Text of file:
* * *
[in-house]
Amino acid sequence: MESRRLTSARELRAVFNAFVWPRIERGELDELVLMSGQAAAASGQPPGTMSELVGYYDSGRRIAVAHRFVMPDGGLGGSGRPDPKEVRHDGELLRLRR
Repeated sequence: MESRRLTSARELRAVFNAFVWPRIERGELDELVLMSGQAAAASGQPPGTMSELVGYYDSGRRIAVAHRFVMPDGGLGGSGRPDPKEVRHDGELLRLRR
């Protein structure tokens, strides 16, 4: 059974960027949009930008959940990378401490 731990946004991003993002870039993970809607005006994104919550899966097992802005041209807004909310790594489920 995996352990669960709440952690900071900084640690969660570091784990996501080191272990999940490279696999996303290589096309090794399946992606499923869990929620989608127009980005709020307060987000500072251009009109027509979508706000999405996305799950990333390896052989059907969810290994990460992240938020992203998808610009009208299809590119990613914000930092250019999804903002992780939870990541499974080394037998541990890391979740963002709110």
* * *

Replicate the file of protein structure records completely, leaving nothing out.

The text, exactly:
[in-house]
Amino acid sequence: MESRRLTSARELRAVFNAFVWPRIERGELDELVLMSGQAAAASGQPPGTMSELVGYYDSGRRIAVAHRFVMPDGGLGGSGRPDPKEVRHDGELLRLRR
Repeated sequence: MESRRLTSARELRAVFNAFVWPRIERGELDELVLMSGQAAAASGQPPGTMSELVGYYDSGRRIAVAHRFVMPDGGLGGSGRPDPKEVRHDGELLRLRR
């Protein structure tokens, strides 16, 4: 059974960027949009930008959940990378401490 731990946004991003993002870039993970809607005006994104919550899966097992802005041209807004909310790594489920 995996352990669960709440952690900071900084640690969660570091784990996501080191272990999940490279696999996303290589096309090794399946992606499923869990929620989608127009980005709020307060987000500072251009009109027509979508706000999405996305799950990333390896052989059907969810290994990460992240938020992203998808610009009208299809590119990613914000930092250019999804903002992780939870990541499974080394037998541990890391979740963002709110």